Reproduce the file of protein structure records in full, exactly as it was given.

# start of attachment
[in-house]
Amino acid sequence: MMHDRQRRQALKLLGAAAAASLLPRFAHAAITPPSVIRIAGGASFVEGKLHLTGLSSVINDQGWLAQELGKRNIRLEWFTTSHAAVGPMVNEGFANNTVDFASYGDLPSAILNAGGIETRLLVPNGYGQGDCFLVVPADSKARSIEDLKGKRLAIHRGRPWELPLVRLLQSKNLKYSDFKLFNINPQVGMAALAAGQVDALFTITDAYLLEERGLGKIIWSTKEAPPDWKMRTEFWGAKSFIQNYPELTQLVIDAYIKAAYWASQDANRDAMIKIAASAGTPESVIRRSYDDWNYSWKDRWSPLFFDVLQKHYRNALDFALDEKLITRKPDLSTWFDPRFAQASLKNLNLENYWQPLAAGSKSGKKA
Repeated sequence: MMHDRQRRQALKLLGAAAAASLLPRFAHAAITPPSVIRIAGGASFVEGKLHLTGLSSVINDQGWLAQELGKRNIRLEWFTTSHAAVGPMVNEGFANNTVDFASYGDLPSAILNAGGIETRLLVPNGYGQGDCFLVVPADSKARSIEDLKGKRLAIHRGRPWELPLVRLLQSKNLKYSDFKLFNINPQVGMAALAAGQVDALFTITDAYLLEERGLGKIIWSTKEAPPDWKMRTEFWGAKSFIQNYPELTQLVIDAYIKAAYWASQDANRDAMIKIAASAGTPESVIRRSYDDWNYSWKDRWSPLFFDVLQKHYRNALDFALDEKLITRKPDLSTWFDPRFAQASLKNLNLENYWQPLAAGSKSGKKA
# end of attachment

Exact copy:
[in-house]
Amino acid sequence: MMHDRQRRQALKLLGAAAAASLLPRFAHAAITPPSVIRIAGGASFVEGKLHLTGLSSVINDQGWLAQELGKRNIRLEWFTTSHAAVGPMVNEGFANNTVDFASYGDLPSAILNAGGIETRLLVPNGYGQGDCFLVVPADSKARSIEDLKGKRLAIHRGRPWELPLVRLLQSKNLKYSDFKLFNINPQVGMAALAAGQVDALFTITDAYLLEERGLGKIIWSTKEAPPDWKMRTEFWGAKSFIQNYPELTQLVIDAYIKAAYWASQDANRDAMIKIAASAGTPESVIRRSYDDWNYSWKDRWSPLFFDVLQKHYRNALDFALDEKLITRKPDLSTWFDPRFAQASLKNLNLENYWQPLAAGSKSGKKA
Repeated sequence: MMHDRQRRQALKLLGAAAAASLLPRFAHAAITPPSVIRIAGGASFVEGKLHLTGLSSVINDQGWLAQELGKRNIRLEWFTTSHAAVGPMVNEGFANNTVDFASYGDLPSAILNAGGIETRLLVPNGYGQGDCFLVVPADSKARSIEDLKGKRLAIHRGRPWELPLVRLLQSKNLKYSDFKLFNINPQVGMAALAAGQVDALFTITDAYLLEERGLGKIIWSTKEAPPDWKMRTEFWGAKSFIQNYPELTQLVIDAYIKAAYWASQDANRDAMIKIAASAGTPESVIRRSYDDWNYSWKDRWSPLFFDVLQKHYRNALDFALDEKLITRKPDLSTWFDPRFAQASLKNLNLENYWQPLAAGSKSGKKA